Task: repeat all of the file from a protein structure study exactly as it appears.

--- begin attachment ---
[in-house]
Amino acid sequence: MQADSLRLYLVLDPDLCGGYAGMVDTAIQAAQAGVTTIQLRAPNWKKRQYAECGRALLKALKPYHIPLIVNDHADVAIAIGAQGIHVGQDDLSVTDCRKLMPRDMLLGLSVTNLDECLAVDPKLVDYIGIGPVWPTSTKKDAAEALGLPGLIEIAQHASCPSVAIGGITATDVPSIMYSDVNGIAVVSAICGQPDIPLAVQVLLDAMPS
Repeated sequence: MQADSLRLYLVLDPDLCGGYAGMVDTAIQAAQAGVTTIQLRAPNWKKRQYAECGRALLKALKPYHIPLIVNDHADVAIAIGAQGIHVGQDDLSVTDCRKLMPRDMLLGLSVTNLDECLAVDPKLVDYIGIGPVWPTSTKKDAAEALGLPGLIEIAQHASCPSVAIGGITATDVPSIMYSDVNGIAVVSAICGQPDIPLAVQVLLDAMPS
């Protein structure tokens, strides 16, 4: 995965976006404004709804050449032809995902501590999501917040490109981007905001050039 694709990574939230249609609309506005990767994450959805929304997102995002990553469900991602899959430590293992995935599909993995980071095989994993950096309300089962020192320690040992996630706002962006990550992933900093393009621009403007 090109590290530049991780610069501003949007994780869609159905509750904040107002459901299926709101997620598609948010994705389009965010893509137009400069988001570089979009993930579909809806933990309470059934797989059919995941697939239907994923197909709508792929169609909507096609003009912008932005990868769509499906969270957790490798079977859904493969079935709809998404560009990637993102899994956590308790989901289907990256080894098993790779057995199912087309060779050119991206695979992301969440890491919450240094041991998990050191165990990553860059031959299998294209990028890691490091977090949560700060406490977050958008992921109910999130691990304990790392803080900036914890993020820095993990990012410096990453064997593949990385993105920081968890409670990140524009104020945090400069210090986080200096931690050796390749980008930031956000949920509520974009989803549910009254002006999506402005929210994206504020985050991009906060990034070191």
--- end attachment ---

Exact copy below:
[in-house]
Amino acid sequence: MQADSLRLYLVLDPDLCGGYAGMVDTAIQAAQAGVTTIQLRAPNWKKRQYAECGRALLKALKPYHIPLIVNDHADVAIAIGAQGIHVGQDDLSVTDCRKLMPRDMLLGLSVTNLDECLAVDPKLVDYIGIGPVWPTSTKKDAAEALGLPGLIEIAQHASCPSVAIGGITATDVPSIMYSDVNGIAVVSAICGQPDIPLAVQVLLDAMPS
Repeated sequence: MQADSLRLYLVLDPDLCGGYAGMVDTAIQAAQAGVTTIQLRAPNWKKRQYAECGRALLKALKPYHIPLIVNDHADVAIAIGAQGIHVGQDDLSVTDCRKLMPRDMLLGLSVTNLDECLAVDPKLVDYIGIGPVWPTSTKKDAAEALGLPGLIEIAQHASCPSVAIGGITATDVPSIMYSDVNGIAVVSAICGQPDIPLAVQVLLDAMPS
């Protein structure tokens, strides 16, 4: 995965976006404004709804050449032809995902501590999501917040490109981007905001050039 694709990574939230249609609309506005990767994450959805929304997102995002990553469900991602899959430590293992995935599909993995980071095989994993950096309300089962020192320690040992996630706002962006990550992933900093393009621009403007 090109590290530049991780610069501003949007994780869609159905509750904040107002459901299926709101997620598609948010994705389009965010893509137009400069988001570089979009993930579909809806933990309470059934797989059919995941697939239907994923197909709508792929169609909507096609003009912008932005990868769509499906969270957790490798079977859904493969079935709809998404560009990637993102899994956590308790989901289907990256080894098993790779057995199912087309060779050119991206695979992301969440890491919450240094041991998990050191165990990553860059031959299998294209990028890691490091977090949560700060406490977050958008992921109910999130691990304990790392803080900036914890993020820095993990990012410096990453064997593949990385993105920081968890409670990140524009104020945090400069210090986080200096931690050796390749980008930031956000949920509520974009989803549910009254002006999506402005929210994206504020985050991009906060990034070191």